Our results showed that immigration from the A8 countries in the UK on average was not related to the life satisfaction of UK nationals. However, important sub-group differences emerged and are presented in the graphs below. More intense local-level immigration was associated with lower life satisfaction among older people, as well as the unemployed and the economically inactive, while the life satisfaction of younger people and those in employment went up with local-level immigration. We have also obtained somewhat weaker evidence that the life satisfaction of better educated UK nationals and those with higher incomes increased with immigration, while the life satisfaction of people with low incomes decreased with it. All these associations were pronounced in the ‘migration shock’ period – the first two years after the UK opened its labour market to the new Europeans – and became statistically insignificant in the longer term.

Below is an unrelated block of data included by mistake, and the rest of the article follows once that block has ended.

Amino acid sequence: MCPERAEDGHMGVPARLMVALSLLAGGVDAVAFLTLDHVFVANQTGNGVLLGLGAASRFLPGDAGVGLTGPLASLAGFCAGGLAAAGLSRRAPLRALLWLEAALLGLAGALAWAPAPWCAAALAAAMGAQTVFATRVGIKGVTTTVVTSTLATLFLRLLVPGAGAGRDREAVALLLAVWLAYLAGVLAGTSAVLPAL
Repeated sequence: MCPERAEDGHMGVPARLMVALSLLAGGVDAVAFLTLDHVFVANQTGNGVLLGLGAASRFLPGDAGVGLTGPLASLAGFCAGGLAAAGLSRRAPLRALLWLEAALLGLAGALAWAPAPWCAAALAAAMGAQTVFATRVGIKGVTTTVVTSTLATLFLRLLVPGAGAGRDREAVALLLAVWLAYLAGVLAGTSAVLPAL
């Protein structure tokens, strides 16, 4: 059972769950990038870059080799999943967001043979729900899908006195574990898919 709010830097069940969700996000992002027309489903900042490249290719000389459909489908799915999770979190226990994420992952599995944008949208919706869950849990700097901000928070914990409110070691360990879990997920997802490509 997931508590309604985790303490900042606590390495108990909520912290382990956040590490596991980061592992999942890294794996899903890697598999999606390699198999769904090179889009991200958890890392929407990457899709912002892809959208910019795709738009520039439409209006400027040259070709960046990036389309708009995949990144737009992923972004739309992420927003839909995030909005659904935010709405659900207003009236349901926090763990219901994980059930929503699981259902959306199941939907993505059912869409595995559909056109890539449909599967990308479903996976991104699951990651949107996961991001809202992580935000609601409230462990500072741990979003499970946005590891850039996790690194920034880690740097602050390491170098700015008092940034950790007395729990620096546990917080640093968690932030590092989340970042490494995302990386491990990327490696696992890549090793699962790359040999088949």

Predicted life satisfaction as a function of the local immigration rate for respondents of different age, employment status, income and education

How can one explain these results? A positive association between immigration and life satisfaction for the young could be because young people are in favor of diversity brought about by immigration. In contrast, older people might be particularly opposed to diversity and change, as well as be concerned with the (perceived) pressure immigrants put on local health services; this could explain why the elderly become less life-satisfied when larger immigrant inflows take place. The negative association between the local immigration rate and life satisfaction among the unemployed could mean that people in this group feel that their chances of getting back to work and their labour market bargaining power get weaker with higher levels of immigration – a form of labour market competition. At the same time, those in employment do not seem to be threatened by labour market competition, as their life satisfaction increases with the levels of local immigration.